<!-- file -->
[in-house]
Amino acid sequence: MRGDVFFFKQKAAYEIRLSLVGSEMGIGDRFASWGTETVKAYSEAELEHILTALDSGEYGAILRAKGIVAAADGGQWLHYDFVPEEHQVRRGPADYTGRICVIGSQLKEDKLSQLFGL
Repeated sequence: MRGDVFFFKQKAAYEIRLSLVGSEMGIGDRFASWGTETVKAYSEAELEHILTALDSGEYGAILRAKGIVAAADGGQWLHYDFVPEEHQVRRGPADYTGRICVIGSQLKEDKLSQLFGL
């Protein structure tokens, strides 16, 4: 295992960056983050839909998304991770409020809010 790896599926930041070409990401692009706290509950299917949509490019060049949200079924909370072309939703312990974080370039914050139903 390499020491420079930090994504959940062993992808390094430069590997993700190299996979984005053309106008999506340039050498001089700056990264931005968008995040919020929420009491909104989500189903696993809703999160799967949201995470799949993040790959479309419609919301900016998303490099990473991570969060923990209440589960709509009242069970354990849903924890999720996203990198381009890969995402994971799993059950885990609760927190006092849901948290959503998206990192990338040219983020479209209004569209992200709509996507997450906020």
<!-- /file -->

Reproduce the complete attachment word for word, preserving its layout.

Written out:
[in-house]
Amino acid sequence: MRGDVFFFKQKAAYEIRLSLVGSEMGIGDRFASWGTETVKAYSEAELEHILTALDSGEYGAILRAKGIVAAADGGQWLHYDFVPEEHQVRRGPADYTGRICVIGSQLKEDKLSQLFGL
Repeated sequence: MRGDVFFFKQKAAYEIRLSLVGSEMGIGDRFASWGTETVKAYSEAELEHILTALDSGEYGAILRAKGIVAAADGGQWLHYDFVPEEHQVRRGPADYTGRICVIGSQLKEDKLSQLFGL
């Protein structure tokens, strides 16, 4: 295992960056983050839909998304991770409020809010 790896599926930041070409990401692009706290509950299917949509490019060049949200079924909370072309939703312990974080370039914050139903 390499020491420079930090994504959940062993992808390094430069590997993700190299996979984005053309106008999506340039050498001089700056990264931005968008995040919020929420009491909104989500189903696993809703999160799967949201995470799949993040790959479309419609919301900016998303490099990473991570969060923990209440589960709509009242069970354990849903924890999720996203990198381009890969995402994971799993059950885990609760927190006092849901948290959503998206990192990338040219983020479209209004569209992200709509996507997450906020």